We have recently become a bit more concerned not only about the air that we breathe but also about the objects we touch or put on our faces. In addition to air purifiers, there has been a rise in all sorts of sanitizing devices, from those using UV-C light to other less common methods like ultrasonic washers for glasses. What binds all these machines together is how they look like machines, things that would stand out and look out of place in a living room or an art gallery. These boxes and towers don’t really have to be designed that way, only that it’s the most common and, therefore, cheapest manufacturing option. Fortunately, the trend seems to be changing, and there have been a few more aesthetic redesigns of these sanitation devices, such as this ultrasonic cleaner that could easily be mistaken as an artistic pot among other decorative pieces in a room.
Designers: Sohee Park, Deric Jeon (above.studio)
Granted, an ultrasonic cleaner is not exactly a common household appliance even today, but they serve an important purpose in some locations, particularly those that may deal with bacteria or dirt that could be harmful not only to health but also to other objects within that space. That includes laboratories, museums, and art galleries where your accessories could accumulate dirt or microorganisms that, when transferred, could damage equipment or get people sick.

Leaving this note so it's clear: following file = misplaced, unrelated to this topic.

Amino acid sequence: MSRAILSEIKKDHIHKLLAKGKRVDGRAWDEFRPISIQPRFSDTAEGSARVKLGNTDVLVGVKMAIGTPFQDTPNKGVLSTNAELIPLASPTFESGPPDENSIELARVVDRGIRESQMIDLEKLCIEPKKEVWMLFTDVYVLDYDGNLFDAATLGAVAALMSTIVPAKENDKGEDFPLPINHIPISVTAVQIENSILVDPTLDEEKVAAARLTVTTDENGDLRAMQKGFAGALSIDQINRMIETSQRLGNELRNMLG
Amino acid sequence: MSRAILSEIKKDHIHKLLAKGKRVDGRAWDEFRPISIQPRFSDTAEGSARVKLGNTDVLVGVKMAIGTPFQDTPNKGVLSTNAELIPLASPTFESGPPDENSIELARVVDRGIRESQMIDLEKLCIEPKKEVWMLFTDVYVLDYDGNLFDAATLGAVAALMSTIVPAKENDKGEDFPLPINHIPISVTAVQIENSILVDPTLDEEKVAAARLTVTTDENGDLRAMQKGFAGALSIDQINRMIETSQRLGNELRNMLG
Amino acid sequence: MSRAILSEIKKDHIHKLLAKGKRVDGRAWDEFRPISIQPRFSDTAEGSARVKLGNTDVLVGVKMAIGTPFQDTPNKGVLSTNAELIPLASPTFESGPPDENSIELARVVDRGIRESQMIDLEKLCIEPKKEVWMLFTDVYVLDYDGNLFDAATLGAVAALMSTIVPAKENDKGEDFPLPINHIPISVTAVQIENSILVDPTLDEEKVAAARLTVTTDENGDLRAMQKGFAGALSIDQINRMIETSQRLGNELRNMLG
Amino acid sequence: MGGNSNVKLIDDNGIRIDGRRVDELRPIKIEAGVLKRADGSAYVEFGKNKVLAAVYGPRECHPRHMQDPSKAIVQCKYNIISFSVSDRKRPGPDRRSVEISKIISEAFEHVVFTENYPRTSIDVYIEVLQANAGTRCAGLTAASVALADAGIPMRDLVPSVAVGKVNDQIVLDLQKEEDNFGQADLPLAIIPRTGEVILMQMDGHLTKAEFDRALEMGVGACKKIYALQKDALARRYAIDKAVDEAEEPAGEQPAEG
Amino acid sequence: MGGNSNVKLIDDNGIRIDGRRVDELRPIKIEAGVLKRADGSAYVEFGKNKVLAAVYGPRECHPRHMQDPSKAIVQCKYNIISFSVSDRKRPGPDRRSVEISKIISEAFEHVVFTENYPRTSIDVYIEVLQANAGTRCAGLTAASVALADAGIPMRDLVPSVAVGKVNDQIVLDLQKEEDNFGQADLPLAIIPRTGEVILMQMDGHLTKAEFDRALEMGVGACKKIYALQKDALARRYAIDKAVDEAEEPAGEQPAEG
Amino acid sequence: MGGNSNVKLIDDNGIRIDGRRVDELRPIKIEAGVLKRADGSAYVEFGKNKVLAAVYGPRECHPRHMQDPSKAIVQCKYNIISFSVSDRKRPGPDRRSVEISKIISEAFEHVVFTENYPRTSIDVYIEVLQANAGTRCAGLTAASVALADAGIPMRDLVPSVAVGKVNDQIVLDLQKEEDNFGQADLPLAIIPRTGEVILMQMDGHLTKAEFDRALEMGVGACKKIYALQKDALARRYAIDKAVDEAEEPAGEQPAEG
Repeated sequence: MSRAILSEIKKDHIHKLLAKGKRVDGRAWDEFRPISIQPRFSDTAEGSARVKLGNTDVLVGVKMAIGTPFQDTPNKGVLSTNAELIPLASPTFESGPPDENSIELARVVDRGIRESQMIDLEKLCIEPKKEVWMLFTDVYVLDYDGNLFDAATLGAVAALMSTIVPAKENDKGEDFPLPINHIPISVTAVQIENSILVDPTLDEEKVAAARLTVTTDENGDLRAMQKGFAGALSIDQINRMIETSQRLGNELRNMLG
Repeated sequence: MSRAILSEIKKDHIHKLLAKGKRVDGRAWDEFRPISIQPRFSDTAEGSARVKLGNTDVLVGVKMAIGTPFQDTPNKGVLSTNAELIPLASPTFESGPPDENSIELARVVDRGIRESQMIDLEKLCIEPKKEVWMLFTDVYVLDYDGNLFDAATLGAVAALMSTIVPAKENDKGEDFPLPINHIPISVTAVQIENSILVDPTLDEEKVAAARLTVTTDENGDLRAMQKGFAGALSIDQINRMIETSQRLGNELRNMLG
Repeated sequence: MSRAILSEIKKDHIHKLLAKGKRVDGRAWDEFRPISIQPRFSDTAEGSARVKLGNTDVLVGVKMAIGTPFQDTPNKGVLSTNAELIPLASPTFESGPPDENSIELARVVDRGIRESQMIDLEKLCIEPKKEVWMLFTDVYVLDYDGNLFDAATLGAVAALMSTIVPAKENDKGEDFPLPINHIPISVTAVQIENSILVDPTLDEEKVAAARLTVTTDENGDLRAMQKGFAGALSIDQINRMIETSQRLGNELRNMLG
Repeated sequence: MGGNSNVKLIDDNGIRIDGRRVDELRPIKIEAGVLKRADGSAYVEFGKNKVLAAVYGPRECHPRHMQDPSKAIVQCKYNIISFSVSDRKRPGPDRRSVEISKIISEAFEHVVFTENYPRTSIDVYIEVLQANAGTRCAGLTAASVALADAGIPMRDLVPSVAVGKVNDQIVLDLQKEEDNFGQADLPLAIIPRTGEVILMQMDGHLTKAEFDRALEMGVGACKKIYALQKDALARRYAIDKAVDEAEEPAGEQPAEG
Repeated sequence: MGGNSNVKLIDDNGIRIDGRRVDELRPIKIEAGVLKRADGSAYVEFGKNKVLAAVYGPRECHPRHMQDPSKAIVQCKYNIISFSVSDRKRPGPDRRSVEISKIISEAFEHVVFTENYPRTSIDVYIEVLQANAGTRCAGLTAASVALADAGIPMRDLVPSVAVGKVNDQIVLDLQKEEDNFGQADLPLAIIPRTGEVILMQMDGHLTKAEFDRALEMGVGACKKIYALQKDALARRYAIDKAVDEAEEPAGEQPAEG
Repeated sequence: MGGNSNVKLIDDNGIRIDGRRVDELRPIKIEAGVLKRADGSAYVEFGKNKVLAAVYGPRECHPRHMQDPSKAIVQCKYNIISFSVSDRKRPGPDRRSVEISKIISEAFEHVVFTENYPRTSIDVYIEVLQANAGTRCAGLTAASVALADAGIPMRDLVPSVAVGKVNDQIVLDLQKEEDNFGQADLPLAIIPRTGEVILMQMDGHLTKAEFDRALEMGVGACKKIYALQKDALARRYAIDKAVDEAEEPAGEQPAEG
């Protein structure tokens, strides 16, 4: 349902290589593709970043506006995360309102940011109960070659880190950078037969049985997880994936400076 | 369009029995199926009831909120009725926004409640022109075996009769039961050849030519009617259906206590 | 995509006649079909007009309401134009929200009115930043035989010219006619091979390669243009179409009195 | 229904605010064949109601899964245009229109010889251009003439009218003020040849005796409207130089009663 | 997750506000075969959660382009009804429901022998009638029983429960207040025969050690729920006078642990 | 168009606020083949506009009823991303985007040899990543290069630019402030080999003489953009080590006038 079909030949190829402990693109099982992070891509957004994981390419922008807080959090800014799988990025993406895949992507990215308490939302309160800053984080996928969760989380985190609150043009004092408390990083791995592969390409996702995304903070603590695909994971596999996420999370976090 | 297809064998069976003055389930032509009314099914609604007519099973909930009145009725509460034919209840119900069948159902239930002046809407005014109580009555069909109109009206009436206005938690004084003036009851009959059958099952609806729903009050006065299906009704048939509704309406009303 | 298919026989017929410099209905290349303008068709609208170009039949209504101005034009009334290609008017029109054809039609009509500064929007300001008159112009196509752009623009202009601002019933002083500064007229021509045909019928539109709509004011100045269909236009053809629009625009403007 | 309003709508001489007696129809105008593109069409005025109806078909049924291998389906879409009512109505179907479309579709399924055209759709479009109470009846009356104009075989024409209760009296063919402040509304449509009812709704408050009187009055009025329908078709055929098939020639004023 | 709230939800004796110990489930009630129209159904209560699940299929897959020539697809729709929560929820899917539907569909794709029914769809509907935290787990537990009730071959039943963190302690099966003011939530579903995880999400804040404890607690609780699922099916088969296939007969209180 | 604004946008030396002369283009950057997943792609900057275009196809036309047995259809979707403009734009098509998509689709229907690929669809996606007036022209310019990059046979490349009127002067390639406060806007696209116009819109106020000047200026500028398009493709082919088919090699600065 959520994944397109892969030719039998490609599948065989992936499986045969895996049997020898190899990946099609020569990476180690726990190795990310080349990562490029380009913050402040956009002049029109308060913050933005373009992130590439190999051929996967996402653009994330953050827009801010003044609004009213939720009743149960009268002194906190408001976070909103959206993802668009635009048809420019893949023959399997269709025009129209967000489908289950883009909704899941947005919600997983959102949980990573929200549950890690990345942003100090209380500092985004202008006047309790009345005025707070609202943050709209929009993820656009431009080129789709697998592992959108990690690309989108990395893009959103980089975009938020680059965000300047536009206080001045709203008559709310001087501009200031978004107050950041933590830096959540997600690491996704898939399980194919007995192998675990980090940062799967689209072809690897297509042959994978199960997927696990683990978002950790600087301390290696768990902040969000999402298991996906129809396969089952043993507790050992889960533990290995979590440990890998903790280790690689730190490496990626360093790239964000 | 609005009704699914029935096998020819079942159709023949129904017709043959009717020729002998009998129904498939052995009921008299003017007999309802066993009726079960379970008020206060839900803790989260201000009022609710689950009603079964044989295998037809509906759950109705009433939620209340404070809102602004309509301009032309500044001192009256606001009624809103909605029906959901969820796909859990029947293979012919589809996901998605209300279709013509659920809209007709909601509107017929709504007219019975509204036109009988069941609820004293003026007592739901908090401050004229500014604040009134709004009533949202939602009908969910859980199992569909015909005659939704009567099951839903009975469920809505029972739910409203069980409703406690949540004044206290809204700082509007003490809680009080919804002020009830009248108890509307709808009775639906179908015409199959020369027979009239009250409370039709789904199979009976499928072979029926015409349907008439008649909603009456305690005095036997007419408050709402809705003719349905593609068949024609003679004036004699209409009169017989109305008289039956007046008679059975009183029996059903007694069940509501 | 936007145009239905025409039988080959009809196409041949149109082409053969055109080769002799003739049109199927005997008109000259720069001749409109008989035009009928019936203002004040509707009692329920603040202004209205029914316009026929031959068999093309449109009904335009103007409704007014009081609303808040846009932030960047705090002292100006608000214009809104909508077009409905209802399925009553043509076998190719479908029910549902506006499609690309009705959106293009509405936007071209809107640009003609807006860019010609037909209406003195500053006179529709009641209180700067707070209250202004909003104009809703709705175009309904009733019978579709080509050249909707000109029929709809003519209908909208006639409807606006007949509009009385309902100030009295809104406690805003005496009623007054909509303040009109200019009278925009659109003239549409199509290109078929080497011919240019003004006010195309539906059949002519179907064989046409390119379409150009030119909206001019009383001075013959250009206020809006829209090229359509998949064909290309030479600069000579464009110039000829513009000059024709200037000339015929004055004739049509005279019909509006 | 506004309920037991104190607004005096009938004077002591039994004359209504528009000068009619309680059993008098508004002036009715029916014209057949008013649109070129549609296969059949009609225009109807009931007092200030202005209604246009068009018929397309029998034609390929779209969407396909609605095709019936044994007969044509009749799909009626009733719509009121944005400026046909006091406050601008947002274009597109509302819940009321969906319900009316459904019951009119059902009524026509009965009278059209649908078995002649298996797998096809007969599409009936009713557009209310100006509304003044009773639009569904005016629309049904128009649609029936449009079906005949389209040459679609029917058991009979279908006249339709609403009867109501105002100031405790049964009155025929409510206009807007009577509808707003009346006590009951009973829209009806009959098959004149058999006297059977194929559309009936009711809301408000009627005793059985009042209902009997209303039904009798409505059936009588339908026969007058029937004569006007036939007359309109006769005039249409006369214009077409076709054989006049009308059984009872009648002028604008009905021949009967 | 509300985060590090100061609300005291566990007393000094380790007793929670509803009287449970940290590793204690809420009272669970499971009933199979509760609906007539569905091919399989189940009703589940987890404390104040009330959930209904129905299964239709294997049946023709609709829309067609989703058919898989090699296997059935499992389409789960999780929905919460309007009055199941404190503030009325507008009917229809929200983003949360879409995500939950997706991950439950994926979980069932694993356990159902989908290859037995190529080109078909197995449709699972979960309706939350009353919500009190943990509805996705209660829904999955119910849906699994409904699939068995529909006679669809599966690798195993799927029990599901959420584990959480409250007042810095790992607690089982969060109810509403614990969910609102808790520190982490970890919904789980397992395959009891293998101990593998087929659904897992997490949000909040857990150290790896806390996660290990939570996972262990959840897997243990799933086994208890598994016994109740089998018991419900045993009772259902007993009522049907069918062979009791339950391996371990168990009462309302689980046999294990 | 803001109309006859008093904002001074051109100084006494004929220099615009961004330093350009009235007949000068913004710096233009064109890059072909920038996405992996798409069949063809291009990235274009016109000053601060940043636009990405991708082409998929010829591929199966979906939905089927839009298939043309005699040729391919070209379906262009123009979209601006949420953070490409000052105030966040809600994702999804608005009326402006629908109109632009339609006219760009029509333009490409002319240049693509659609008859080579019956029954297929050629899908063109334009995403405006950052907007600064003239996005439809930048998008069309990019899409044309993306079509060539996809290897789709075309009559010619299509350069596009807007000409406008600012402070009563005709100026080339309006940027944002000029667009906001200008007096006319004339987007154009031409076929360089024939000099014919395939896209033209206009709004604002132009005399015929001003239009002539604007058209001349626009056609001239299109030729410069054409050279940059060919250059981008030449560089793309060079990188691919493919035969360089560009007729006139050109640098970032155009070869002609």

Ultrasonic cleaners fire off high-frequency sound waves through the liquid to scrub immersed objects, such as eyeglasses, without physically touching them to reduce the risk of damaging the objects themselves. These machines often come as uninspiring and very technical boxes with a small metallic basin embedded at the top. It’s the most convenient design for such a machine, but with today’s technologies, designs don’t have to be that limited, which is what this redesign concept tries to accomplish.
The metal tray that holds the cleaning liquid and objects to be cleaned is still there, but it’s now embedded in a bowl-like structure that better signifies its purpose, which is to hold something potentially important and precious. And instead of a clunky metal box with knobs and switches, this black bowl sits on top of a paraboloid structure that serves as its base, creating a shape that almost looks like a large goblet that is smooth and almost devoid of details. Standing beside vases and decorations, this ultrasonic cleaner would look very much at home, disguising its true nature and purpose until it’s actually needed.
The redesign doesn’t fundamentally change the function of an ultrasonic cleaner, though finer control might be lost due to the absence of those knobs and switches. It does, however, make the device look less daunting and more approachable, especially in places where a metal box would stand out as an eyesore. Such designs could even make cleaning and sanitizing devices more commonplace, increasing their use and popularity in households, which, in turn, could help prevent the spread of diseases inside homes.